Description of the View of Venice; taken and painted by Messrs. Baker and Burford, from the Piazza S. Marco; with a Representation of the Carnival; Now exhibiting in their Panorama, Strand[Venice Panorama] London, 1819 London: J. and C. Adlard, 1819. 8vo. 220 x 140 mm., [8 3/4 x 5 1/2 inches]. 12 pp. Illustrated with a folding plate depicting the Piazza San Marco, Venice. Original blank wrappers, separated at the spine, folded plate loose in binding. Stamp of the Minnesota Historical Society (withdrawn). Tiny tears at the folds of the plate but sound.
Some Observations on the Letters of Amerigo Vespucci. Read before the Congr`es International des Am`ericanistes at Brussels. September, 1879Force, M. F. Cincinnati, 1885 Cincinnati: Robert Clare & Co, 1885. 8vo. 200 x 130 mm., [7 3/4 x 5 1/4 inches]. 24 pp. Original green printed wrappers. With the stamp of the Minnesota Historical Society (withdrawn) and an inscription at the top reading "From Robert Clarke. Manning Ferguson Force (1824-1899) was a Harvard graduate and lawyer who rose to the rank of brigadier general in Grants' Army of the Republic who fought at Shiloh, Vicksburg and Atlanta. He was the author a two books on law and on 'mound building' in the upper Ohio Valley. His presentation on the voyages of Vespucci is a thorough discussion of the sources for information on the Vespucci, citing both Spanish and Portuguese historians and the bibliographical work of Henry Harrisse which appears in his monumental Bibliotheca Amricana Vestutissima. Although delivered in 1879 it was not until six years later that Robert Clarke printed the manuscript.
[Bufalini, Maurizio] Washington, Governement Printing Office, 1883 Washington, Governement Printing Office: Department of the Interior Bureau of Education, 1883. 8vo. 230 x 145 mm., [9 x 5 1/2 inches]. 5 pp. Drop title, self wrappers; lightly soiled at edges. Academic prize of 5,000 Lira for the best dissertation on the use of the scientific method and the its present day practice by all the departments of science in Europe and the United States. Maurizio Bufalini (d. 1787-1875) was a prominent member of the Royal Institute for Higher Practical Studies in Florence and a medical doctor whose research into the diagnosis and treatment of disease was his life's work. This prize was a result of his observation that the use of the scientific method was not being utilized and he initiated a twenty year study to gather data on the practices of doctors in hospitals and private practice. See Dizionario Biografico degli Italiani v. 14 for a information on his life and career.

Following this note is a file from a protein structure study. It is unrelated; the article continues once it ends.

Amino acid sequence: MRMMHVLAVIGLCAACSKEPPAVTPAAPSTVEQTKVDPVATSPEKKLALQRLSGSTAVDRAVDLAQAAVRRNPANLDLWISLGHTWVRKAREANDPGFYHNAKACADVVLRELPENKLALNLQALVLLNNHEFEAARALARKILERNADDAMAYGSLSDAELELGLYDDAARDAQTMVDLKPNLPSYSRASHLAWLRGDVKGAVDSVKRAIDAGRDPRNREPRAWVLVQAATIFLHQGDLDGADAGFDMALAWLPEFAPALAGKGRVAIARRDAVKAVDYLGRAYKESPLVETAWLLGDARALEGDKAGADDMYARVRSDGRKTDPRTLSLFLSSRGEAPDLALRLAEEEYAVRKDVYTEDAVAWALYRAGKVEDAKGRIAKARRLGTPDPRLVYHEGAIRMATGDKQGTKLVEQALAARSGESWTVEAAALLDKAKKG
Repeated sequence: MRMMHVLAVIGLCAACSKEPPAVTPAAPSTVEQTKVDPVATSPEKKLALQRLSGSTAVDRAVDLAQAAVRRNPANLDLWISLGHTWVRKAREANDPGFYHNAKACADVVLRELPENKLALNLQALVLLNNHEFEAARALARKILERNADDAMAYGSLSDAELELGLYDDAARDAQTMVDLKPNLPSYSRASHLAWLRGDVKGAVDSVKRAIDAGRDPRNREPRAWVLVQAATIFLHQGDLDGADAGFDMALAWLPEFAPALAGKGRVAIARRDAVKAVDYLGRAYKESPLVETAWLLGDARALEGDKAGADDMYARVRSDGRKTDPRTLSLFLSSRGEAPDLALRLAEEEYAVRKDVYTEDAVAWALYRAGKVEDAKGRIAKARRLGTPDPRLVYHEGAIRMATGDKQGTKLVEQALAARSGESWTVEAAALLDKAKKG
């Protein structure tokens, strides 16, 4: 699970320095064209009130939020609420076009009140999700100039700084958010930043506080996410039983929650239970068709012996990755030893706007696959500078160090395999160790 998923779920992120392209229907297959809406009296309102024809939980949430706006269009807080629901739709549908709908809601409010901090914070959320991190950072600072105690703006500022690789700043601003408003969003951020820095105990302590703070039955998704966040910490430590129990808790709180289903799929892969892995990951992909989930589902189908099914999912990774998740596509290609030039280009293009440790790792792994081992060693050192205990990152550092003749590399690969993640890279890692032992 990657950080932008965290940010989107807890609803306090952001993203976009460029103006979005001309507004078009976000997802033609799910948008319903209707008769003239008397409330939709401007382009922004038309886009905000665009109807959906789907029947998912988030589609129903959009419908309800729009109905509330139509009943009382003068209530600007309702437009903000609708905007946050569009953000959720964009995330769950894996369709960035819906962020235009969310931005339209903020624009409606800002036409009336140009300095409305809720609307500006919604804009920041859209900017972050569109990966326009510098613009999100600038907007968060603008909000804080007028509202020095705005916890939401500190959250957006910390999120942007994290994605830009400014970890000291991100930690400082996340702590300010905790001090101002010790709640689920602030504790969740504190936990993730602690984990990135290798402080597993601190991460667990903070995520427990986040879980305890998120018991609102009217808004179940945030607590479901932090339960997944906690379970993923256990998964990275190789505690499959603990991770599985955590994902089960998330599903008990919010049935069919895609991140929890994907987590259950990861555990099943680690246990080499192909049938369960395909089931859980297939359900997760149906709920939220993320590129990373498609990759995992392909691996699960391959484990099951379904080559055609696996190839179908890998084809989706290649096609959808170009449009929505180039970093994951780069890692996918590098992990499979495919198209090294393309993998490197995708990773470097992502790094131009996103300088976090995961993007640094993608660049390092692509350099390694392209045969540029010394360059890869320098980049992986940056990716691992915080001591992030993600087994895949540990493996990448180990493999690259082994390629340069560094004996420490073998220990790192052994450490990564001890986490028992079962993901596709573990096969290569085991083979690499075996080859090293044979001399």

Rhett, Thales Roma - Italia, 1963 Roma - Italia: Marabu Press, 1963. 8vo. 215 x 140 mm., [8 1/2 x 5 1/2 inches]. 20 pp. Original printed wrappers. Inscribed from the author to Dr. Donald C. Yelton and dated Rome 15-6-'69. Rare eulogy of President Kennedy written by a Greek American who resided in Rome and published works on international subjects. Con.
Abbott, John S. C. New York, 1973 New York: Dodd, Mead, and Company, 1973. 8vo. 200 x 130 mm., [7 3/4 x 5 1/4 inches]. 638 pp. Original brown publisher's cloth, head and tail of spine frayed, cloth boards a bit faded and marked. First edition. Dedicated "To all who are opposed to the aristocratic privilege of the Old Feudal Dynasties, and who are in favor of equal rights for all." History of Italy in 33 chapters beginning with the founding of Rome and ending with the unification of the country in 1860. Chapters 27 - 33 bring the history to modern age and provide a very detailed account of impact of the French Revolution on the cities of Italy and the gradual emancipation from French, Spanish and Austrian control as the 19th century progressed. John Stevens Cabot Abbott (1805-1877), was historian and pedagogical writer who studied at Bowdoin College during the time of Longfellow, and received a degree from Andover Theological Seminary in 1830. "He was a voluminous writer of books on Christian ethics, and of histories, which now seem unscholarly and untrustworthy, but were valuable in their time in cultivating a popular interest in history" (Encyclopedia Britannica, 11th Edition)..